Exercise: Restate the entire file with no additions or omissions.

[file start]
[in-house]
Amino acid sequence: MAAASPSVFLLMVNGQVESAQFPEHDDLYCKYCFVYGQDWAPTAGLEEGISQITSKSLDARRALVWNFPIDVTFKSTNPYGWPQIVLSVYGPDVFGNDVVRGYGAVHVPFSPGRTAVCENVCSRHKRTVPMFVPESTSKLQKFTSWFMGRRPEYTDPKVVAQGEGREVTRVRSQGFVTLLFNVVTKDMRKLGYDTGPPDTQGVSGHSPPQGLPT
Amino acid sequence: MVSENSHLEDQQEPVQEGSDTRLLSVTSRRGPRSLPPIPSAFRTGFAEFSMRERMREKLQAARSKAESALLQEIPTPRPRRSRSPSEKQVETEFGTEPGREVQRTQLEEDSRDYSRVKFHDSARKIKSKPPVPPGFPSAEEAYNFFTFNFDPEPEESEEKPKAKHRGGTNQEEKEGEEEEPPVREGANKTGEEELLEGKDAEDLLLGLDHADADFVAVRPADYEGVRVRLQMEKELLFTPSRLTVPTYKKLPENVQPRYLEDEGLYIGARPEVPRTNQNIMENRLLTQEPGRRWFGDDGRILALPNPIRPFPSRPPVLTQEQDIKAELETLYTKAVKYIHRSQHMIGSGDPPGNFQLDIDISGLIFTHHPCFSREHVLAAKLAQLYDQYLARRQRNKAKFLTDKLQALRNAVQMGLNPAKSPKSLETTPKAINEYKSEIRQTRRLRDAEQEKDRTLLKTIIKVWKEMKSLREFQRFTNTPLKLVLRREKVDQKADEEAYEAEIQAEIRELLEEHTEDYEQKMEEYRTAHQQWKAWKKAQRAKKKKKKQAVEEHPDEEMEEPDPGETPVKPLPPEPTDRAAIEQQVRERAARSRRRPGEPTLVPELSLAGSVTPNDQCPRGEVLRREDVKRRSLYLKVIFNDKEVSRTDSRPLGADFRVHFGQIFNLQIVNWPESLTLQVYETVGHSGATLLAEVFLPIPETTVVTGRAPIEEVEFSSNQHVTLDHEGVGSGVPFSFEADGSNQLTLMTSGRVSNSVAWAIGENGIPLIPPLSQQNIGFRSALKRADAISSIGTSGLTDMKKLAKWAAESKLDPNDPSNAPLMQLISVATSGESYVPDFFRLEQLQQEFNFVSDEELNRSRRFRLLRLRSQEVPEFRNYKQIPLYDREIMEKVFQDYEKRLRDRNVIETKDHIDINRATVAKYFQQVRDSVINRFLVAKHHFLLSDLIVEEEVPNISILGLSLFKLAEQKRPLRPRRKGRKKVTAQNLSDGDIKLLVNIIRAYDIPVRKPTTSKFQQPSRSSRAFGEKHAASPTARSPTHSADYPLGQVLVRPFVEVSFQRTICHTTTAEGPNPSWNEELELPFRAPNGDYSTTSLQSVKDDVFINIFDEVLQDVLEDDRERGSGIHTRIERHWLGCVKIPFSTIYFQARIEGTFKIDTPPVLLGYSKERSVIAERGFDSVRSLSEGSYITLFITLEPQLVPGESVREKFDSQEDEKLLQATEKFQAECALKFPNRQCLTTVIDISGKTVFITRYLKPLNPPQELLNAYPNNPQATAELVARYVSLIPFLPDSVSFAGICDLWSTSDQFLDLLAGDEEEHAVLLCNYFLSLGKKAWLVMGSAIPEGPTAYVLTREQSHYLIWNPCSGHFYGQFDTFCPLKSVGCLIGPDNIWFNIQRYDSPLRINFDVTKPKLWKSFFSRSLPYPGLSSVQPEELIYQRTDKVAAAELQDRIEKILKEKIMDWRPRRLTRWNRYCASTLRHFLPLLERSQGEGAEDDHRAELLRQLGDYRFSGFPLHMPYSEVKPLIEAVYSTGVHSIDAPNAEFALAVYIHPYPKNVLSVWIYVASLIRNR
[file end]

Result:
[in-house]
Amino acid sequence: MAAASPSVFLLMVNGQVESAQFPEHDDLYCKYCFVYGQDWAPTAGLEEGISQITSKSLDARRALVWNFPIDVTFKSTNPYGWPQIVLSVYGPDVFGNDVVRGYGAVHVPFSPGRTAVCENVCSRHKRTVPMFVPESTSKLQKFTSWFMGRRPEYTDPKVVAQGEGREVTRVRSQGFVTLLFNVVTKDMRKLGYDTGPPDTQGVSGHSPPQGLPT
Amino acid sequence: MVSENSHLEDQQEPVQEGSDTRLLSVTSRRGPRSLPPIPSAFRTGFAEFSMRERMREKLQAARSKAESALLQEIPTPRPRRSRSPSEKQVETEFGTEPGREVQRTQLEEDSRDYSRVKFHDSARKIKSKPPVPPGFPSAEEAYNFFTFNFDPEPEESEEKPKAKHRGGTNQEEKEGEEEEPPVREGANKTGEEELLEGKDAEDLLLGLDHADADFVAVRPADYEGVRVRLQMEKELLFTPSRLTVPTYKKLPENVQPRYLEDEGLYIGARPEVPRTNQNIMENRLLTQEPGRRWFGDDGRILALPNPIRPFPSRPPVLTQEQDIKAELETLYTKAVKYIHRSQHMIGSGDPPGNFQLDIDISGLIFTHHPCFSREHVLAAKLAQLYDQYLARRQRNKAKFLTDKLQALRNAVQMGLNPAKSPKSLETTPKAINEYKSEIRQTRRLRDAEQEKDRTLLKTIIKVWKEMKSLREFQRFTNTPLKLVLRREKVDQKADEEAYEAEIQAEIRELLEEHTEDYEQKMEEYRTAHQQWKAWKKAQRAKKKKKKQAVEEHPDEEMEEPDPGETPVKPLPPEPTDRAAIEQQVRERAARSRRRPGEPTLVPELSLAGSVTPNDQCPRGEVLRREDVKRRSLYLKVIFNDKEVSRTDSRPLGADFRVHFGQIFNLQIVNWPESLTLQVYETVGHSGATLLAEVFLPIPETTVVTGRAPIEEVEFSSNQHVTLDHEGVGSGVPFSFEADGSNQLTLMTSGRVSNSVAWAIGENGIPLIPPLSQQNIGFRSALKRADAISSIGTSGLTDMKKLAKWAAESKLDPNDPSNAPLMQLISVATSGESYVPDFFRLEQLQQEFNFVSDEELNRSRRFRLLRLRSQEVPEFRNYKQIPLYDREIMEKVFQDYEKRLRDRNVIETKDHIDINRATVAKYFQQVRDSVINRFLVAKHHFLLSDLIVEEEVPNISILGLSLFKLAEQKRPLRPRRKGRKKVTAQNLSDGDIKLLVNIIRAYDIPVRKPTTSKFQQPSRSSRAFGEKHAASPTARSPTHSADYPLGQVLVRPFVEVSFQRTICHTTTAEGPNPSWNEELELPFRAPNGDYSTTSLQSVKDDVFINIFDEVLQDVLEDDRERGSGIHTRIERHWLGCVKIPFSTIYFQARIEGTFKIDTPPVLLGYSKERSVIAERGFDSVRSLSEGSYITLFITLEPQLVPGESVREKFDSQEDEKLLQATEKFQAECALKFPNRQCLTTVIDISGKTVFITRYLKPLNPPQELLNAYPNNPQATAELVARYVSLIPFLPDSVSFAGICDLWSTSDQFLDLLAGDEEEHAVLLCNYFLSLGKKAWLVMGSAIPEGPTAYVLTREQSHYLIWNPCSGHFYGQFDTFCPLKSVGCLIGPDNIWFNIQRYDSPLRINFDVTKPKLWKSFFSRSLPYPGLSSVQPEELIYQRTDKVAAAELQDRIEKILKEKIMDWRPRRLTRWNRYCASTLRHFLPLLERSQGEGAEDDHRAELLRQLGDYRFSGFPLHMPYSEVKPLIEAVYSTGVHSIDAPNAEFALAVYIHPYPKNVLSVWIYVASLIRNR